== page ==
New hazardous drug standards will be implemented in July 2018 and will affect veterinary practices. The standards have caused some confusion among our members, so we’ve had discussions with the agencies involved to provide the following clarification.
The term itself isn’t particularly comforting, but the reality is that veterinary practices use “hazardous drugs” every day as they perform their duties to protect animal health and welfare. According to the National Institute for Occupational Safety and Health (NIOSH), a drug is hazardous or potentially hazardous if it has any of the following effects:
- teratogenicity or developmental toxicity
- reproductive toxicity in humans
- organ toxicity at low doses in humans or animals
Drugs that mimic existing hazardous drugs in structure or toxicity also are considered hazardous. For example, all anti-neoplastic drugs used in practice qualify as hazardous drugs. Apomorphine, cyclosporine, and fluconazole are other commonly used drugs that are also on the NIOSH list of hazardous drugs approved for use in humans. Although veterinary-only drugs aren’t included in the list, some of them meet the NIOSH criteria and should be considered hazardous and handled appropriately. The risk to veterinary staff handling these drugs depends on how the drugs are manipulated (e.g., if tablets are cut or crushed, the exposure risk is higher); how often they’re handled; and what type of personal protective equipment (PPE) is used while handling the drugs.
The U.S. Pharmacopeial Convention (USP) is a scientific, nonprofit organization that sets standards for the identity, strength, quality, and purity of medicines, food ingredients, and dietary supplements manufactured, distributed and consumed worldwide. The organization has drafted a new chapter, <800> Hazardous Drugs – Handling in Healthcare Settings proposed for inclusion in the U.S. Pharmacopeia and The National Formulary (USP–NF), which provides Food and Drug Administration (FDA)-enforceable pharmaceutical standards. The chapter provides guidance on the handling of hazardous drugs in healthcare settings, and includes requirements for receipt, storage, mixing, preparing, compounding, dispensing, and administration of hazardous drugs to protect the patient, healthcare personnel, and environment. It covers all healthcare entities that store, prepare, transport, or administer hazardous drugs, including pharmacies and veterinary clinics; and it applies to all healthcare personnel who handle hazardous drugs, including veterinarians and veterinary technicians.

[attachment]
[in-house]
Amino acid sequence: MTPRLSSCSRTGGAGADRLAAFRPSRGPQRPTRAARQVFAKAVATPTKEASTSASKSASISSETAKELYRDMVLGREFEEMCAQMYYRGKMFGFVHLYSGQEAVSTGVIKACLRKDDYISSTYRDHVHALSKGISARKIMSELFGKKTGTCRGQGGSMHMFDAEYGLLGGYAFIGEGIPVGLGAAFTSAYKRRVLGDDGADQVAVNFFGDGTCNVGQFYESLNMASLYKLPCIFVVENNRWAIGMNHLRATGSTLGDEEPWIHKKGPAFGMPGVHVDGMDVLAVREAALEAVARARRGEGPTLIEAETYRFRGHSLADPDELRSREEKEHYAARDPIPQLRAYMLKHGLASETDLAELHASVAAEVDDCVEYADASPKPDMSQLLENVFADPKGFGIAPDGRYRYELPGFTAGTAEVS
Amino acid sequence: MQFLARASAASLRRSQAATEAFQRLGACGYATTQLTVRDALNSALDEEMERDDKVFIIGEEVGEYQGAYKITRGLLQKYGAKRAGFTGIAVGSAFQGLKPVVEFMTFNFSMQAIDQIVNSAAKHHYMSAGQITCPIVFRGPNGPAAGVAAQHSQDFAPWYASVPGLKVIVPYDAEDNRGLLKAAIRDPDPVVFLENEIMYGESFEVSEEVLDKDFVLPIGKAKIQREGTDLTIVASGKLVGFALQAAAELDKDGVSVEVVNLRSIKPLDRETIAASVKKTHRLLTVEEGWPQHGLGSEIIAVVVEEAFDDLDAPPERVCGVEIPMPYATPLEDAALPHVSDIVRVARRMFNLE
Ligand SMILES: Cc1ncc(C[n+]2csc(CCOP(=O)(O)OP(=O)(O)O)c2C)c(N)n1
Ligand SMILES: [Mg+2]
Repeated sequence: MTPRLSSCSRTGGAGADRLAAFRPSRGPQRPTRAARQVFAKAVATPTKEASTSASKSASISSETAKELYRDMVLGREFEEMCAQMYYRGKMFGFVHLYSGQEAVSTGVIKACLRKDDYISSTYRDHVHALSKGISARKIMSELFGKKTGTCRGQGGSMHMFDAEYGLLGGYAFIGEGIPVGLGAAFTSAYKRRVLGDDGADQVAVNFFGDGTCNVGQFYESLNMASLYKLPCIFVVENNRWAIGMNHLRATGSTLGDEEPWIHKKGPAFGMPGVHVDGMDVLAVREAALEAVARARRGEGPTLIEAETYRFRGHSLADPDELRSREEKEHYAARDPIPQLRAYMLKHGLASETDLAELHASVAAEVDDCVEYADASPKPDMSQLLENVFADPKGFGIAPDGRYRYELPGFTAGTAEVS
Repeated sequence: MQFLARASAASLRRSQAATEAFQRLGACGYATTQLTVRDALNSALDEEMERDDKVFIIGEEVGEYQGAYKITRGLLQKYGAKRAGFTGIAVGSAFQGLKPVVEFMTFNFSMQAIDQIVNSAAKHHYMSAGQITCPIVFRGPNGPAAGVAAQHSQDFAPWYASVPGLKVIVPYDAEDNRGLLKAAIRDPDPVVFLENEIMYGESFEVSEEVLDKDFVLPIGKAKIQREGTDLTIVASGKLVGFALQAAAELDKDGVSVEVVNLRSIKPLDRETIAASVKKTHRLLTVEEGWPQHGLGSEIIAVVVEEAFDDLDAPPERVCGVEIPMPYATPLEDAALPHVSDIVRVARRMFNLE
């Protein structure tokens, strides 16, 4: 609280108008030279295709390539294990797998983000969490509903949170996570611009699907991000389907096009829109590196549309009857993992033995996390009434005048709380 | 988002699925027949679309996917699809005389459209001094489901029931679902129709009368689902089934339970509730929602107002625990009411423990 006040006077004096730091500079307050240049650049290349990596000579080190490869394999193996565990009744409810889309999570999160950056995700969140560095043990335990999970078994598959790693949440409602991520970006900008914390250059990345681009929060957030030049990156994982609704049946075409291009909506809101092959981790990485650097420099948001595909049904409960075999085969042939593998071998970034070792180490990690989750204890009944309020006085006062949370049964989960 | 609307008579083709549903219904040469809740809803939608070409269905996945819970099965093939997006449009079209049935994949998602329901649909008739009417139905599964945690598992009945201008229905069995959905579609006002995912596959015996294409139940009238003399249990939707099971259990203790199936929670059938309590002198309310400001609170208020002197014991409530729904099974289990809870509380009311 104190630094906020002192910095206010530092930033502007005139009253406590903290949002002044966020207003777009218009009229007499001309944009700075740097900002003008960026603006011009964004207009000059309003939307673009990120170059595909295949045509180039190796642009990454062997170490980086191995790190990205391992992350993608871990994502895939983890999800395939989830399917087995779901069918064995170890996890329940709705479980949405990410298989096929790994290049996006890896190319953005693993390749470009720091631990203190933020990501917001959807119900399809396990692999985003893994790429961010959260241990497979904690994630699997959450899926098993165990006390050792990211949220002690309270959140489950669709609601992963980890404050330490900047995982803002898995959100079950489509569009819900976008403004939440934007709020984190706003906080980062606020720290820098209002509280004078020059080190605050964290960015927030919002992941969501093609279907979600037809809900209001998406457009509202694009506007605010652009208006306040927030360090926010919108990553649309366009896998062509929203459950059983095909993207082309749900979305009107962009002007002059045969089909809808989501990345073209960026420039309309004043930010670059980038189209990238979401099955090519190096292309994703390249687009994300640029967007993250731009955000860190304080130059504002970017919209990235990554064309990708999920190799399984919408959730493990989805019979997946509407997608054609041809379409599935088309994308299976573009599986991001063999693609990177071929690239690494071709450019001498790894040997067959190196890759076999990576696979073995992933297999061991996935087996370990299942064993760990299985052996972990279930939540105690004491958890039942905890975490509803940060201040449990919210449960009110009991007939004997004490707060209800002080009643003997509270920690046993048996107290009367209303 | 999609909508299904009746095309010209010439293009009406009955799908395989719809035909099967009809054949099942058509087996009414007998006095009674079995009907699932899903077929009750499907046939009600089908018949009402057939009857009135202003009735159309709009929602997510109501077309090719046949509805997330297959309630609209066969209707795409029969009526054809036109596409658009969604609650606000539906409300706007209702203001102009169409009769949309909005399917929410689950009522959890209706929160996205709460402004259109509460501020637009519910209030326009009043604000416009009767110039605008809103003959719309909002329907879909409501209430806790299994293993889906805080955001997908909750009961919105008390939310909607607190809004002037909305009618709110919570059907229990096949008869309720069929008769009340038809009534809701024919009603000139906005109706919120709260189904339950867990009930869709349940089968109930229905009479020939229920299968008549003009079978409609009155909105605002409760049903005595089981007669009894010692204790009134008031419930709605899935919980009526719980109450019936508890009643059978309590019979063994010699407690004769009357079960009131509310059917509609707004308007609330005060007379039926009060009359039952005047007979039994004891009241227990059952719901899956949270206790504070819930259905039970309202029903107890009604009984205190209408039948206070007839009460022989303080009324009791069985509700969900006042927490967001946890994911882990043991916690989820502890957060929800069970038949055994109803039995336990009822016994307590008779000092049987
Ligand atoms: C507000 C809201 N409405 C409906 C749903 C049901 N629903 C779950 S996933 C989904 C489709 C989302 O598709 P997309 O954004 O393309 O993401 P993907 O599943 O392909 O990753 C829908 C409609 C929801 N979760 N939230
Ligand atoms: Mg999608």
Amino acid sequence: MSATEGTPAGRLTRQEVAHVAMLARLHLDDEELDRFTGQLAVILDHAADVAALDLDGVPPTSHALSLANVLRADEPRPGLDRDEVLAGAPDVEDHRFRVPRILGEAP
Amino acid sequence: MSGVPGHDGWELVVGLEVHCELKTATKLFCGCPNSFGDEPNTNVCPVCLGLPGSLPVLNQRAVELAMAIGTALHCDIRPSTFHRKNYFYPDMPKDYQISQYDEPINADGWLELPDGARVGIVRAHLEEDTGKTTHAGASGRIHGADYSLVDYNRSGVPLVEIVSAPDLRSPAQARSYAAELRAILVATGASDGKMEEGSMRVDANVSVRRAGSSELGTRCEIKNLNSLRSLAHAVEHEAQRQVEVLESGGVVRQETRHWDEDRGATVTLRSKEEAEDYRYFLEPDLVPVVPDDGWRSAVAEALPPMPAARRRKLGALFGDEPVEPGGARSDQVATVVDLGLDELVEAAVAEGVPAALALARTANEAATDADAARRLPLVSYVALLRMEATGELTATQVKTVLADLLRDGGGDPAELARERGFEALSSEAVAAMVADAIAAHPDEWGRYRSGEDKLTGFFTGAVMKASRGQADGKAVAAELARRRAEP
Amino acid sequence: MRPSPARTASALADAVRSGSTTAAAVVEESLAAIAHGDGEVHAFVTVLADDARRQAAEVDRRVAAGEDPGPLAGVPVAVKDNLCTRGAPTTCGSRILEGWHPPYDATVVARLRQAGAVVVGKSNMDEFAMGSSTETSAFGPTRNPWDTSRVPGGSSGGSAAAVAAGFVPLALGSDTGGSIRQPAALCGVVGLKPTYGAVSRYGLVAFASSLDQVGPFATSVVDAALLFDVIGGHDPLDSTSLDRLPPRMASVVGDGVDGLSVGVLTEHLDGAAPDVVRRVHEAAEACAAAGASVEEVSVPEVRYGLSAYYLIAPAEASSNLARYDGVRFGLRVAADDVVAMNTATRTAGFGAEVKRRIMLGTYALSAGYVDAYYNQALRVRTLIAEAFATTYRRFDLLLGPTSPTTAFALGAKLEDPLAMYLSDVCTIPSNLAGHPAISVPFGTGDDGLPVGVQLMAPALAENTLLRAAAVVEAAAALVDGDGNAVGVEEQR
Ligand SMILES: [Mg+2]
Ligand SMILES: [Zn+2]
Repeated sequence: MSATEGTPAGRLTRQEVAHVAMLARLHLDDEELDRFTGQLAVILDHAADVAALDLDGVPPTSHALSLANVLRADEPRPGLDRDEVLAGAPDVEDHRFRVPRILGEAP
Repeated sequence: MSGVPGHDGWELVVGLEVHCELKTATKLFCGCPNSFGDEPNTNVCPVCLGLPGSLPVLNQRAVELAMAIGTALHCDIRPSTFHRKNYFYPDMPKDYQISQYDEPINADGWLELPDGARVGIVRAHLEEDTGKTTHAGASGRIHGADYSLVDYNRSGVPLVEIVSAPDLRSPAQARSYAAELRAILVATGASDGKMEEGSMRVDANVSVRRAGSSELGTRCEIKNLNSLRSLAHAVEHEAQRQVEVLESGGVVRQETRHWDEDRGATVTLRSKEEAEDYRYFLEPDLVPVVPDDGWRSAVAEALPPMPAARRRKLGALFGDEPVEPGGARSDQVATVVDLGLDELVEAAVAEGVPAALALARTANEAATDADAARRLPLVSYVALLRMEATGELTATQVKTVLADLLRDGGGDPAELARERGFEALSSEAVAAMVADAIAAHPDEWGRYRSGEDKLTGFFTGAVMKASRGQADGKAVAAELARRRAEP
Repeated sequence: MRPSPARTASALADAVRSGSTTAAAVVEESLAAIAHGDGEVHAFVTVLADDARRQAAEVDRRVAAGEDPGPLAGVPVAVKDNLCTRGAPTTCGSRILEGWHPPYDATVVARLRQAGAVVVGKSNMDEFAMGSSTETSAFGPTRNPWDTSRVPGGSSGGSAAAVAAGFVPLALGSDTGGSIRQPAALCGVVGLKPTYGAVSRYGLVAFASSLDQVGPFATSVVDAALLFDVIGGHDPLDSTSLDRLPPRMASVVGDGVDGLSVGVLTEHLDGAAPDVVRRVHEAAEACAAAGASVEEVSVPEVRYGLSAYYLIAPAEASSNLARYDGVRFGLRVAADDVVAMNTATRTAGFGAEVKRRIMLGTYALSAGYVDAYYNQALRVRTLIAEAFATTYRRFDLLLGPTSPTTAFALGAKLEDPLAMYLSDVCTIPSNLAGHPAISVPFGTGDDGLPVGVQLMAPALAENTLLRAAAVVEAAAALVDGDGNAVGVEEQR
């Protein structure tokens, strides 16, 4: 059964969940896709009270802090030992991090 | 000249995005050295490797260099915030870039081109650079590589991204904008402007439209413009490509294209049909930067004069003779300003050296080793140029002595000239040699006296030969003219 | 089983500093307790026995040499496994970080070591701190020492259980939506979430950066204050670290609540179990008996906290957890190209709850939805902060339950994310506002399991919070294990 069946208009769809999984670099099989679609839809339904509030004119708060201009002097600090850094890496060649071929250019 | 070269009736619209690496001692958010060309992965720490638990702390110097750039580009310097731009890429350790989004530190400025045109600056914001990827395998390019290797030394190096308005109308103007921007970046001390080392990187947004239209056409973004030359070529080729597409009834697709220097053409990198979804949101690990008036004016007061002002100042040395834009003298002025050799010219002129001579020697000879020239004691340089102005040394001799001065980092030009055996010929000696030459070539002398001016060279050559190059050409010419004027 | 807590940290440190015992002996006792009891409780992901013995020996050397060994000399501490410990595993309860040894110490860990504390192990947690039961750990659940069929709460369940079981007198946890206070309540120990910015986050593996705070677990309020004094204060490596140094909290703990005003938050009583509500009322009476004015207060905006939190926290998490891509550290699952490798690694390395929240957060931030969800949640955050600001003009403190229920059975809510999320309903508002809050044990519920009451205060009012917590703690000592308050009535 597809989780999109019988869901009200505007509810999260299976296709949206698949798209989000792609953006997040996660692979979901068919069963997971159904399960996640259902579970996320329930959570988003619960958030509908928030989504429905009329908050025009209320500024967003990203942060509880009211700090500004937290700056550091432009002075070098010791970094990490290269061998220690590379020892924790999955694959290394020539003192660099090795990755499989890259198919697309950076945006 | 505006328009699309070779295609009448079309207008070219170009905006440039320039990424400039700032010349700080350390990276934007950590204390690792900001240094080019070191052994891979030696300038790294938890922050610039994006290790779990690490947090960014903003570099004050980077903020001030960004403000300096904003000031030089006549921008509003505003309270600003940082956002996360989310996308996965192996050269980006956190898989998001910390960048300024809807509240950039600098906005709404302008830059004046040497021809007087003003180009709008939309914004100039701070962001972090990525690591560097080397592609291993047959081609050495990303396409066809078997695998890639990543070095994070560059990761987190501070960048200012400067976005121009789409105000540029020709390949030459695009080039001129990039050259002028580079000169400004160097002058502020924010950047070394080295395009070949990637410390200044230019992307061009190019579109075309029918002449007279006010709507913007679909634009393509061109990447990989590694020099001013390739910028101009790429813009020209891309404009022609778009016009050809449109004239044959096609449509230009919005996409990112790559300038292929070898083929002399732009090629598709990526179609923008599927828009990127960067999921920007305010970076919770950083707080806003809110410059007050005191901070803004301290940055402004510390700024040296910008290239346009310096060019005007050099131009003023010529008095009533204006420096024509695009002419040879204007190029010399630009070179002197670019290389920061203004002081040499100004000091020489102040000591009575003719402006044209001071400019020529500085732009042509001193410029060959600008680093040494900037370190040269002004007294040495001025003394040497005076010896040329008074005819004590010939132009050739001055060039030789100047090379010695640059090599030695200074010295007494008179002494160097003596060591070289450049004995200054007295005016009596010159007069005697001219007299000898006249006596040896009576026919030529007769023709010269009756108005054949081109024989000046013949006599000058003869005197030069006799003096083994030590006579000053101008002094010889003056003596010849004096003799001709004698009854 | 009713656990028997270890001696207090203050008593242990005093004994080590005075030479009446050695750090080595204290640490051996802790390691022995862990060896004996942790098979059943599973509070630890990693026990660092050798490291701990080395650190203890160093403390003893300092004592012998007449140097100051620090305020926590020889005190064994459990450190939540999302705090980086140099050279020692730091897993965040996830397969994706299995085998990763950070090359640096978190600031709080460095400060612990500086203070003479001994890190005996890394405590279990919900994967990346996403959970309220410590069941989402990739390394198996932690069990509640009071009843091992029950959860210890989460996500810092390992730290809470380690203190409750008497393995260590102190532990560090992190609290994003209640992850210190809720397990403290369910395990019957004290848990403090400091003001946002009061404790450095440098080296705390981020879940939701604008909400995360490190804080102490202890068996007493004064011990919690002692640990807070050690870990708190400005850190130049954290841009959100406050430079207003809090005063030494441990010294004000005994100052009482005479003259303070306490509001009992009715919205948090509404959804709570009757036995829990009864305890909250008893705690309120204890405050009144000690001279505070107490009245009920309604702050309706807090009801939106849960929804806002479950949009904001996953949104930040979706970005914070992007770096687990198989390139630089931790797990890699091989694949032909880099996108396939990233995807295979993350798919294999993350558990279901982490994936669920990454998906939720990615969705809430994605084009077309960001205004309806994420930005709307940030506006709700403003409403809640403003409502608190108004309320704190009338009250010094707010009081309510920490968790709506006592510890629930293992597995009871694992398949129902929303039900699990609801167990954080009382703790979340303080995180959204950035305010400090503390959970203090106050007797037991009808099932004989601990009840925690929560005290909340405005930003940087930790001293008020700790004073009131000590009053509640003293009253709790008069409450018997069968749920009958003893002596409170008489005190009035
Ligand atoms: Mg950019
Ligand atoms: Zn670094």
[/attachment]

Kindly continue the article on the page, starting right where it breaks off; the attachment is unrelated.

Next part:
Although the USP is a standard-setting organization and NIOSH develops information and programs related to occupational safety and health, USP’s standards and NIOSH’s guidance inform the FDA, the Occupational Safety and Health Administration (OSHA), and the state regulatory agencies – all of which have regulatory authority. In essence, the standards become rules because they become incorporated into the enforcement regulations of state and/or federal regulatory agencies. Although it remains to be determined, hazardous drug handling standards could be enforced in veterinary practices by veterinary medical boards, OSHA, or potentially health departments.
The hazardous drug standard was published in February, but takes effect July 1, 2018, to allow those affected additional time to implement the necessary changes in equipment and work practices to be compliant with the standard.
If you’re looking for more information on hazardous drugs, check out the resources provided in the AVMA@Work article “Need help with your hazardous drugs?” and the NIOSH publication “Safe Handling of Hazardous Drugs for Veterinary Healthcare Workers.” In addition, our veterinary waste disposal resources contain a members-only resource on Drug and Chemical Disposal that addresses hazardous drug disposal.